Hello, wonderful history lovers! Have you ever wondered how the name of the days of the week came to be? Who will ever believe that (Monday, Tuesday, Wednesday, Thursday, Friday, Saturday, and Sunday) someone initially coined the days of the week from the names of ancient Roman Gods and Norse gods of Viking mythology? Check out this amazing story behind the origin of the naming of weekdays.
A Brief History
For centuries and millennia, the Romans practised an eight-day week until AD 321, when Emperor Constantine abandoned this practice and introduced a seven-day week. Then he made Sunday the first day of the week. In particular, they dedicated each day of the week to a Roman god. According to historians, the ancient Romans named the days of the week after the gods they revered, and, incidentally, these were also the names of the five planets known at the time, including the sun and moon. The Romans associated the seven days of the week with the gods in the following order:
Sunday - Sun (The Sun God)
Monday - Moon
Tuesday - Mars (god of war)
Wednesday - Mercury (god of merchants)
Thursday -Jupiter (god of Sky and Thunder)
Friday - Venus (goddess of love)
Saturday - Saturn (god of seed/ sowing)
The Germanic And Norse’s Revision of The Weekdays
After centuries of the Ancient Roman Empire, the Germanic and Vikings (Norse) adopted the Roman weekday system but revised the names of roman gods.
How Did They Do this?
They supplanted the names of the Roman gods with the names of their gods. In this way, they changed the names of the days of the week to their enjoying and gave their divine beings an uncommon day of celebration. This in the long run shaped the premise of the Ancient English elocution of the days of the week, driving to the advanced (the present day) naming.
1. Sunday (Sunnandæg)
Sunday was dedicated to the Norse’s goddess of the sun, called Sunna/Sol. It is the revised form of the old English word, Sunnandæg, which is the Germanic interpretation of the Latin word, Die Solis, which means Sun’s Day.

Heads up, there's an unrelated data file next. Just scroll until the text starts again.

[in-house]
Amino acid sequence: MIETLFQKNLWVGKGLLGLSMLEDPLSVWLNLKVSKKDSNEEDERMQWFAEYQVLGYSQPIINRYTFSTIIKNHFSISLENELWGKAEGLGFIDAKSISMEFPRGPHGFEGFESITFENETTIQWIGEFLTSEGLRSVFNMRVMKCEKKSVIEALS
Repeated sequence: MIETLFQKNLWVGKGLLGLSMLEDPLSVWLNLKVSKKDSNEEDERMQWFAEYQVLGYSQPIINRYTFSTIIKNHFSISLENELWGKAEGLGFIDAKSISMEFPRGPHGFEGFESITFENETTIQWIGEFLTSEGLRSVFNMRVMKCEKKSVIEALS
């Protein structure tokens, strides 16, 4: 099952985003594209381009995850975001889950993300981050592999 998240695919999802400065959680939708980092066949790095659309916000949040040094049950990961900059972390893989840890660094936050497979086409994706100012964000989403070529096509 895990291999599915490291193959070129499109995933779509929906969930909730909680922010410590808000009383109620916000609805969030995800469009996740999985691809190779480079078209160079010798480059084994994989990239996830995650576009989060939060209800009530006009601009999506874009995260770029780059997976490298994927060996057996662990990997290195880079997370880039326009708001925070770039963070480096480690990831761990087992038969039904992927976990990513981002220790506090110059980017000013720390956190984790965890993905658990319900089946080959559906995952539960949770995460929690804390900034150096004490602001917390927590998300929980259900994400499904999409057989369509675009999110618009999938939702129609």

2. Monday (Mōnandæg)
The Vikings named Monday after Mani, the Norse’s God of the moon who is the brother of Sunna, the sun goddess. Hence, Monday is claimed from the word Mōnandæg, a day set aside for their good, Mani.
3. Tuesday (Tiweedæg)
Just like other days, they named Tuesday after Tiw/Tyr, the Norse God of duelling who was one-handed. In this case, the Germanic revision replaced Mars, the Roman God of war with Tiw.
This is getting interesting.
4. Wednesday (Wōdnedæg)
This weekday is named after Odin, Also known as Wōden, the Supreme ruler of all other gods in Norse mythology who lives in Asgard. Odin is the God of wisdom and victory. Thus, Wōden’s day (Wednesday) was dedicated to Odin.
5. Thursday (Thor’s Day)
Thor was the Norse God of thunder and strength who wields a hammer. According to Vikings' historical books, Thor was the son of Odin, the supreme ruler of Asgard, the city of the gods. After so many deliberations, Thor’s day was adopted as the name weekday to reverence their god of thunder. Modern English adopted the name Thursday from the old spelling version, Pūnresdæg.
6. Friday (Frigedæg)
Thor’s mother, and Odin’s wife, is the goddess of love, Friggs. Along with her husband and children, the Vikings saw fit to give her a special day of worship. Friday is named after her.
7. Saturday (Sæturndæg)
Amazingly, after Germans and Scandinavians renamed the days of the week, Saturday was the only day to conserve its original name after Saturn, the Roman god of sowing. This is where the word Sæturndæg was coined.
Wow! Now you know the mystery behind the weekdays. Why don't you share your thoughts and feelings with us in the comment section? Please remember to like, follow my page for more interesting articles, comment and share. Cheers!